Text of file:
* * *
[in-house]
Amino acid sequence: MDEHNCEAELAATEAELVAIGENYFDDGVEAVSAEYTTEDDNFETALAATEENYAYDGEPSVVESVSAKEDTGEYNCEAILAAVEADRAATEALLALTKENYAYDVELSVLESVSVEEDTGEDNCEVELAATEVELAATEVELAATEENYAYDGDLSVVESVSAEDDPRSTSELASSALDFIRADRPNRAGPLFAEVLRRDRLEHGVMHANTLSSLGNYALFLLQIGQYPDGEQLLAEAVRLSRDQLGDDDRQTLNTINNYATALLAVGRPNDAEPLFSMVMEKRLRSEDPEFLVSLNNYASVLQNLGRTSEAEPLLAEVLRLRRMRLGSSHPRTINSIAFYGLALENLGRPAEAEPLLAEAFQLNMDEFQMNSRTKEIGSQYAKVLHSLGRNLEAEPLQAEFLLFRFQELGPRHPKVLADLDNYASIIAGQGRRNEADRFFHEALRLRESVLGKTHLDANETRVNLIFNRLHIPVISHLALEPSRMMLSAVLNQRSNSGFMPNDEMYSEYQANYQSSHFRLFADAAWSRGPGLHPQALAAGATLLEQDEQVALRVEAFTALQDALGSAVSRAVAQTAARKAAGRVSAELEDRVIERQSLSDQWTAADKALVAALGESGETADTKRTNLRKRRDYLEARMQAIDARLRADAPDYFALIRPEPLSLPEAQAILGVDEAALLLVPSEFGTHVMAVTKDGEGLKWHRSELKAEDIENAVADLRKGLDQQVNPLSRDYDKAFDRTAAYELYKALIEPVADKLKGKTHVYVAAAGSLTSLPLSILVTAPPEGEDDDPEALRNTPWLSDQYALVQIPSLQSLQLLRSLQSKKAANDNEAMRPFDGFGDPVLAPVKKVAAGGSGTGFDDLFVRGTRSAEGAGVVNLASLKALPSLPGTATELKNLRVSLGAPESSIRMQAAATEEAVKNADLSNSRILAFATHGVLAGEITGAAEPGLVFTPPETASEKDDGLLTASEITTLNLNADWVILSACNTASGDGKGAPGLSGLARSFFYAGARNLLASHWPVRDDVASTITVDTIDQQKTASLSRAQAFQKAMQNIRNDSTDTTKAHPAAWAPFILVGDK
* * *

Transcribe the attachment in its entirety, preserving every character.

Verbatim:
[in-house]
Amino acid sequence: MDEHNCEAELAATEAELVAIGENYFDDGVEAVSAEYTTEDDNFETALAATEENYAYDGEPSVVESVSAKEDTGEYNCEAILAAVEADRAATEALLALTKENYAYDVELSVLESVSVEEDTGEDNCEVELAATEVELAATEVELAATEENYAYDGDLSVVESVSAEDDPRSTSELASSALDFIRADRPNRAGPLFAEVLRRDRLEHGVMHANTLSSLGNYALFLLQIGQYPDGEQLLAEAVRLSRDQLGDDDRQTLNTINNYATALLAVGRPNDAEPLFSMVMEKRLRSEDPEFLVSLNNYASVLQNLGRTSEAEPLLAEVLRLRRMRLGSSHPRTINSIAFYGLALENLGRPAEAEPLLAEAFQLNMDEFQMNSRTKEIGSQYAKVLHSLGRNLEAEPLQAEFLLFRFQELGPRHPKVLADLDNYASIIAGQGRRNEADRFFHEALRLRESVLGKTHLDANETRVNLIFNRLHIPVISHLALEPSRMMLSAVLNQRSNSGFMPNDEMYSEYQANYQSSHFRLFADAAWSRGPGLHPQALAAGATLLEQDEQVALRVEAFTALQDALGSAVSRAVAQTAARKAAGRVSAELEDRVIERQSLSDQWTAADKALVAALGESGETADTKRTNLRKRRDYLEARMQAIDARLRADAPDYFALIRPEPLSLPEAQAILGVDEAALLLVPSEFGTHVMAVTKDGEGLKWHRSELKAEDIENAVADLRKGLDQQVNPLSRDYDKAFDRTAAYELYKALIEPVADKLKGKTHVYVAAAGSLTSLPLSILVTAPPEGEDDDPEALRNTPWLSDQYALVQIPSLQSLQLLRSLQSKKAANDNEAMRPFDGFGDPVLAPVKKVAAGGSGTGFDDLFVRGTRSAEGAGVVNLASLKALPSLPGTATELKNLRVSLGAPESSIRMQAAATEEAVKNADLSNSRILAFATHGVLAGEITGAAEPGLVFTPPETASEKDDGLLTASEITTLNLNADWVILSACNTASGDGKGAPGLSGLARSFFYAGARNLLASHWPVRDDVASTITVDTIDQQKTASLSRAQAFQKAMQNIRNDSTDTTKAHPAAWAPFILVGDK